And here’s what the highly-respected psychiatrist Daniel Carlat, MD, wrote on June 17, 2007:
“While the term ‘unrestricted’ implies that the company had no strings attached to its money, the reality is that any physician or MECC (medical education communication company) who receives drug company funding knows that their lecture or article will be closely perused by those with the cash, and that future ‘gigs’ will be dependent on whether the company feels their product is shown in a favorable light.”
As we will see later, Dr. Pies has received several unrestricted grants from GSK.
. . . . .
2. In December 2002, Dr. Pies wrote an opinion piece: Combining lithium and anticonvulsants in bipolar disorder: a review, for the Annals of Clinical Psychiatry. The article was funded “by an unrestricted grant from GlaxoSmithKline.” Here’s a quote from the abstract:
“More recent reports suggest that lithium may be safely and effectively combined with lamotrigine, and perhaps with topiramate, although controlled studies are required.” [Emphasis added]
Here are some quotes from the body of the article:
“Since 1994, there have been at least 21 open-label, uncontrolled case reports or studies examining lamotrigine in bipolar disorder, with a cumulative control group of over 300 patients (26,27). While a review of this literature is beyond the scope of the present paper, a few points are worth noting. In their own review of 14 open clinical reports involving 207 patients with bipolar disorder (66 with rapid cycling), Calabrese et al. (26) concluded that lamotrigine demonstrated moderate-to-marked efficacy in depression, hypomania, and mixed states; however, efficacy in hospitalized manic patients was not clearly shown, and many of these studies used lamotrigine as add-on (adjunctive) therapy. In the Bowden et al. study (27), lamotrigine was evaluated in patients with refractory bipolar disorder, either as monotherapy (n = 15) or as add-on therapy (n = 60). A total of 23 subjects (31 %) were taking lithium at the initiation of the study; three additional patients received lithium later in the study. Overall, both rapid-cycling and nonrapid-cycling patients experienced symptom reduction and functional improvement over the course of 48 weeks.” [Emphasis added]
Reference 27 is a Glaxo Wellcome-funded study by Drs. Bowden, Calabrese, et al. Four of the authors were GW employees.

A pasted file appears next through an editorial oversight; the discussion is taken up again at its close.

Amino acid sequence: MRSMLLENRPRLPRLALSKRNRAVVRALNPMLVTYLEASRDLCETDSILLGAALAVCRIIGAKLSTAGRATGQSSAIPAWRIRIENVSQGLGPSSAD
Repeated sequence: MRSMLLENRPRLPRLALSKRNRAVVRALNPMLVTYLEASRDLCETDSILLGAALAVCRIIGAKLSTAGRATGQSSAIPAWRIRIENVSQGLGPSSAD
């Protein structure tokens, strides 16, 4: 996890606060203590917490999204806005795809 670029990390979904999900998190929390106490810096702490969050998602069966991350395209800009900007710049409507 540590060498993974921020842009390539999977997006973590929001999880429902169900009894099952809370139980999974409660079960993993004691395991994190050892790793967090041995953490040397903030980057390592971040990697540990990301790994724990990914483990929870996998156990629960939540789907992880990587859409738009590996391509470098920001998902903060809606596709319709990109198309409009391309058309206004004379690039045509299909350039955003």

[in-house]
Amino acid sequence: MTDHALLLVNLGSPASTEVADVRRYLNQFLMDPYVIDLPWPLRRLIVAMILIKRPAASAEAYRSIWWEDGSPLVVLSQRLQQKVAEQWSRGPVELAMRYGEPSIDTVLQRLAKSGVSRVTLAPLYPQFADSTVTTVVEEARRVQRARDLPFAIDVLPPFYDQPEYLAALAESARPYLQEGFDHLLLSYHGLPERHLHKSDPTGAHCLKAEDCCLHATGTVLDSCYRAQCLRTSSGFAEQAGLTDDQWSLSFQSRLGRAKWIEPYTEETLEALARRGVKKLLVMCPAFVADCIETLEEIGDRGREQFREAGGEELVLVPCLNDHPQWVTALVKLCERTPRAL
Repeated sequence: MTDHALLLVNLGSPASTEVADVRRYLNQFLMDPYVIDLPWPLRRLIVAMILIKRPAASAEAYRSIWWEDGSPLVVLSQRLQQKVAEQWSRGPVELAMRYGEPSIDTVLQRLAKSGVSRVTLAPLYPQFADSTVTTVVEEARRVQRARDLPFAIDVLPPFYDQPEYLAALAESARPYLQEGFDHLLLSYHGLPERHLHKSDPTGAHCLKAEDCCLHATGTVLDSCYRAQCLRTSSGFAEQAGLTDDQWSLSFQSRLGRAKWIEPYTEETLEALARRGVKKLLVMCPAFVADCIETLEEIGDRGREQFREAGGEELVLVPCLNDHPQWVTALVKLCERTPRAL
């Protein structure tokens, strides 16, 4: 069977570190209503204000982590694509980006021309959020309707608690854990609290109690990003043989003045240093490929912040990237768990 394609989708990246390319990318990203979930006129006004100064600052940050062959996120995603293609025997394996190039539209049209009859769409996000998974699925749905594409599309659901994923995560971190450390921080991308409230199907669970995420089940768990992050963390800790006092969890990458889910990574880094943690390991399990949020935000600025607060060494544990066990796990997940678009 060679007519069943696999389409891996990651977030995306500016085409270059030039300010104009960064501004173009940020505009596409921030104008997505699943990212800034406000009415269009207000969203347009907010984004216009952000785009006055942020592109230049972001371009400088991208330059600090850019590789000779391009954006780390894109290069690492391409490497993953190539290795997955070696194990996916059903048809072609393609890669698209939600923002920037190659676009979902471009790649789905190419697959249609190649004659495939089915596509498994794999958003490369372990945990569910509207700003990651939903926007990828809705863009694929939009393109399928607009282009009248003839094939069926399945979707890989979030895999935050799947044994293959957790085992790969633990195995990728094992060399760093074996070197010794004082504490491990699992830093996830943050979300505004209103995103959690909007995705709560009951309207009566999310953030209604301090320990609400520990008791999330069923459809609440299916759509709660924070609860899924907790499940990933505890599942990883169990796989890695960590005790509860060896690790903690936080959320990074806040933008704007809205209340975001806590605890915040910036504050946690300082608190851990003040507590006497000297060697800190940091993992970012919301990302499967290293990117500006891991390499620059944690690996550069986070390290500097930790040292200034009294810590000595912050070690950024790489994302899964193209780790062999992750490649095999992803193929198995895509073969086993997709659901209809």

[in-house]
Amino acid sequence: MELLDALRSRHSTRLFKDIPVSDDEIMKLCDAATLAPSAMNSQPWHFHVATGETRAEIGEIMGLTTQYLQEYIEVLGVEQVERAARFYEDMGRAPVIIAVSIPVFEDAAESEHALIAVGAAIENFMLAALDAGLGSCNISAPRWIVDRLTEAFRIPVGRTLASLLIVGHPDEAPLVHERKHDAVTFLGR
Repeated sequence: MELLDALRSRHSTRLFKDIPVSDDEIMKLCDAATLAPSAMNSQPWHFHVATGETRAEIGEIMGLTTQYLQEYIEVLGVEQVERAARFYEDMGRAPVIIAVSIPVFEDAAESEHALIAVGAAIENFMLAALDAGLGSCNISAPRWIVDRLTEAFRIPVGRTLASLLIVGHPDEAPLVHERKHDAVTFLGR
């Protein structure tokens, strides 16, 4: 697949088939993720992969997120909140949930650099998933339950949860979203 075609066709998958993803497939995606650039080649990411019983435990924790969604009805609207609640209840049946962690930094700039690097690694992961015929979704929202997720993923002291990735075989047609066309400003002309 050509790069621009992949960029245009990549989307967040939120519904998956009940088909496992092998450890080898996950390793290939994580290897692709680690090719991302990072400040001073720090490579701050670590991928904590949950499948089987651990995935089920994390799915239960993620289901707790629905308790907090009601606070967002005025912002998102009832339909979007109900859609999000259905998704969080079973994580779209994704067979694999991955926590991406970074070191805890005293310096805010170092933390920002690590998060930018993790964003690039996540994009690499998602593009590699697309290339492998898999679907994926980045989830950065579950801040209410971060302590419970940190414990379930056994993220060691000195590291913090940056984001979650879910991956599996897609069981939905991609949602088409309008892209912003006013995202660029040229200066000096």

Here are some more quotes from Dr. Pies’ article:
“The patient populations in open studies of lamotrigine have been quite heterogeneous, and lamotrigine has been used as both add-on and monotherapy. These studies have suggested lamotrigine’s efficacy in depressed, hypomanic, and mixed bipolar patients.” [Emphasis added]
“Lamotrigine monotherapy is generally well tolerated.” [Emphasis added]
“From the standpoint of pharmacokinetic interactions, the combination of lamotrigine and lithium appears to pose no significant problems. Specifically, administering lamotrigine with lithium does not significantly alter the pharmacokinetics of lithium (35). Preliminary indications indicate that the combination of lamotrigine and lithium is well tolerated in most patients.” [Emphasis added]
“The addition of lamotrigine to lithium seems most useful for patients refractory to lithium alone who show prominent depressive symptoms and/or rapid cycling.”
But a product can also be promoted by criticizing the competition, in this case, divalproex, (Depakote):
“A larger cohort study of lithium-divalproex [Depakote]combination has yielded mixed results. Specifically, in an open study, Calabrese et al(19) examined large cohorts of rapid-cycling bipolar patients ( N = 271), over a 6-month study period. Of the total group, 215 had comorbid alcohol or drug abuse, 56 did not. In the group as a whole, the combination of lithium and divalproex was associated with marked acute and continued antimanic efficacy in 85% of patients and marked antidepressant efficacy in 60%. However, only one half of patients experienced bimodal mood stabilization. Premature discontinuation of treatment was disproportionately associated with refractory depression compared with refractory hypomania/mania/mixed states ( n = 41 vs 14). Comorbid alcohol/substance abuse did not directly affect response rates in compliant patients, but did worsen prognosis by increasing rates of poor compliance. The majority of patients receiving lithium/divalproex therapy who required additional treatment were depressed. Indeed, at the time of presentation, most patients with rapid-cycling bipolar disorder are in the depressed phase of illness, which appears to be the “hallmark” of rapid cycling (19). Given this observation, and that antidepressant use has been discouraged in rapid cyclers, the authors note the pressing need for a pharmacotherapy that markedly reduces depressive symptoms without provoking ‘switching’ or cycle acceleration.” [Emphasis added]
Here again, note that reference 19 which Dr. Pies is citing is a study conducted by Dr. Calabrese, Bowden, et al in 2001, and was funded by Glaxo Wellcome and NIMH.
. . . . .
3. In October 2002, Dr. Pies published Have we undersold lithium for bipolar disorder? as an editorial in the Journal of Clinical Psychopharmacology. The editorial was funded by an unrestricted grant from GSK. Here’s a quote from the conclusion:
“Lamotrigine looks very promising for bipolar depression and prophylaxis, but more studies are needed to define and solidify its role. The same goes for topiramate. Olanzapine, while useful in mania and perhaps as an adjunctive agent in bipolar depression, has yet to prove itself as monotherapy in bipolar prophylaxis. Furthermore, concerns about the neuroendocrine effects of valproate and olanzapine—both of which have FDA labeling in bipolar disorder—must also give us pause. As for gabapentin, there are still no randomized, controlled studies of monotherapy showing this agent to be effective in any type or phase of bipolar disorder.” [Emphasis added]
Here’s another quote from the body of the editorial: